The Ngorongoro Conservation Area is a nature reserve which main feature is the Ngorongoro Crater. The crater floor is covered with open grassy plains that hold both fresh and brackish water lakes.
It is the world's largest unbroken, unflooded volcanic caldera. The Crater formed when a giant volcano exploded and collapsed on itself some two to three million years ago.
Ngorongoro is thought of as "a natural enclosure" for a very wide variety of wildlife. It has the densest known population of lion in the world. The most commonly seen animals are gazelles, zebra and wildebeest.
At its inscription special notice was taken of the balance between conservation and the needs of the Maasai pastoralists who still take their livestock into the reserve.
Visit December 2008
Ngoro Ngoro is the sound cow bells make. At least this is one of the possible origins of the name Ngorongoro. These bells you hear right away when descending the 600 meters from the crater rim. Some Maasai herdsmen are leading their herds down for water. These herds consist of dozens if not hundreds of cows.
At the crater floor we encounter only birds at first, such as cranes and the sacred ibis. The major salt lake also holds numerous flamingos. Unfortunately you cannot come close, but a pink glow can be seen. Not far away is a mud bath full of hippos. These are more lively than the ones we saw in the Serengeti. They perform a full circle of 360 degrees with their fat bodies, so they get completely covered by the mud.
On a plain our driver suddenly spots a rhinoceros. There are only 22 of them in the crater, so it's a rare appearance. He is moving among a group of wildebeest and buffaloes. With this (black) rhino, we have completed seeing the "Big Five" of predators in two days (lion, elephant, buffalo, leopard, rhinoceros).
Another highlight comes from a family of hyena just along the road. We first see a male and a pregnant female hurrying in front of our jeep. A little further it shows that they were on their way to their little ones, which are half hidden in a pit. There are three kids in all. The whole family then huddles together nicely in the pit which is full of mud. A few meters away a large warthog is buried in the same way.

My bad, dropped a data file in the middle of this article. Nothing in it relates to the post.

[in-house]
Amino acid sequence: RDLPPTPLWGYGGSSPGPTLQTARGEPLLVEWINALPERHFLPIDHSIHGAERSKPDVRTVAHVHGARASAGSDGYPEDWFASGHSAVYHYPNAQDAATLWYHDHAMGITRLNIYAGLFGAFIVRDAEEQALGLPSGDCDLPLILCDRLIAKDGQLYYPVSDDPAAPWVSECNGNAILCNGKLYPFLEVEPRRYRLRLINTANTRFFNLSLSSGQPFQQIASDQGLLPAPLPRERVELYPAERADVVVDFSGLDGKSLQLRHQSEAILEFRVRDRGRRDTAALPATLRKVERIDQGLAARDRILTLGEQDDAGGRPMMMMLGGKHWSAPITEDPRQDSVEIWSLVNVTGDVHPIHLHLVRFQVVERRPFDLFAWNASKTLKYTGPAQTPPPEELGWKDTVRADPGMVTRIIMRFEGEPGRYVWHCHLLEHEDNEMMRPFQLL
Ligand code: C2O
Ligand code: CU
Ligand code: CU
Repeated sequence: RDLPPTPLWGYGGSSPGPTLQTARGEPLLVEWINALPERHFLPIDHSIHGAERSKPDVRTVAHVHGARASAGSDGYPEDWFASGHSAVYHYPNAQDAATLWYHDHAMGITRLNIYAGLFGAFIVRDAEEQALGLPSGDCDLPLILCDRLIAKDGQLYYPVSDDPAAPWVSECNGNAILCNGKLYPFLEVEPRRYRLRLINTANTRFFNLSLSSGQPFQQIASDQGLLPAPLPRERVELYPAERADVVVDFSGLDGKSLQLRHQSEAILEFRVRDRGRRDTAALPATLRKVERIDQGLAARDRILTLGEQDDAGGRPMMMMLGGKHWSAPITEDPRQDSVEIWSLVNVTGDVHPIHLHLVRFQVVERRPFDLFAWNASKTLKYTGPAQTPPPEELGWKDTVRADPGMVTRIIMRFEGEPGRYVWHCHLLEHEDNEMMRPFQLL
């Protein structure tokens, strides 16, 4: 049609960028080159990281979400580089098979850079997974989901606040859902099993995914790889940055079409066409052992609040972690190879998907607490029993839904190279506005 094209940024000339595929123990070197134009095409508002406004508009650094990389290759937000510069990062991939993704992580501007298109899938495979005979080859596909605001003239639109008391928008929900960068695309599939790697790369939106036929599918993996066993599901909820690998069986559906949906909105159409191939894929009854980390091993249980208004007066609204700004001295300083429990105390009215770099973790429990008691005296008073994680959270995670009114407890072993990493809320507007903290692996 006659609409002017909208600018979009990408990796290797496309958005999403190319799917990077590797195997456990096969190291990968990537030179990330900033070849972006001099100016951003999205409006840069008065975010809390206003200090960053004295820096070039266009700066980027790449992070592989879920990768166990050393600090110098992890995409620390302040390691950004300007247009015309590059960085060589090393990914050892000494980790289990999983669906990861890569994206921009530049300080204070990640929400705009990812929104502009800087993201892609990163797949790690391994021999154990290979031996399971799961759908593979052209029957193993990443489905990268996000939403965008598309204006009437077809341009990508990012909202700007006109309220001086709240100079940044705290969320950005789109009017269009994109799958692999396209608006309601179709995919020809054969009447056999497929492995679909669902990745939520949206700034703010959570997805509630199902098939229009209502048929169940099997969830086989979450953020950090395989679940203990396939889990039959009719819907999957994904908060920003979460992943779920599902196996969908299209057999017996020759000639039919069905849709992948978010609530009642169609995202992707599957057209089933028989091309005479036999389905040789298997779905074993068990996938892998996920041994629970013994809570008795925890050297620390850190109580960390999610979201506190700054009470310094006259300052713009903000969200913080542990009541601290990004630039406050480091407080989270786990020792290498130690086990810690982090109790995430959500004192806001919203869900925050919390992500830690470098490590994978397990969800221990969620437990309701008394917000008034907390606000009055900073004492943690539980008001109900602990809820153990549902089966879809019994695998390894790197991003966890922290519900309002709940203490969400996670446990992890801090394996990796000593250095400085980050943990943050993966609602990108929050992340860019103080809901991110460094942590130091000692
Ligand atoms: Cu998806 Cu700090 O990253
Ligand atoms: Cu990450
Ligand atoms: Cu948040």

After lunch we drive through a part of the 260 square kilometres large crater which seems to hold fewer animals. On the crater wall there are huge herds of wildebeest, just like ants when seen from a distance. Also, there are zebras, as they are everywhere.
In a corner of the crater floor is a spot with higher grass and trees. Here we see lions again. Six of them stretched out in the grass. And then four females with two children. The latter are close to the road and look at the visitors in the jeeps. Their mothers, however, all look the other way: they have their eyes on two zebras. One lioness slowly creeps through the high grass. Two others remain on the lookout. The fourth has started a large move to the zebras from the other side to surprise them. We continue to look for a long time, but it doesn't come to an attack. Lions need to be very close to their prey to be successful, they then jump on top of it by surprise.
Peter Howard - January 2011
I have visited Ngorongoro Crater Conservation Area several times in recent years to photograph and carry out research for a forthcoming book about Africa's natural world heritage sites. A slideshow of my best photographs is now available on the African Natural Heritage website, together with comments, other information about the park, a map and links to other websites including satellite images from Google Earth. There is also a dowloadable article I wrote for the official UNESCO world heritage magazine which discusses some of the conservation challenges facing the area as its managers try to balance the needs of conservation with the growing demands of the resident Maasai pastoralist people. Follow the link below:
Florencio Moreno-Anega - July 2006
This is one of the most special places that I visited in all the world. Simply magic and unique. Highly recommended to everybody and, of course, to those loving wildlife.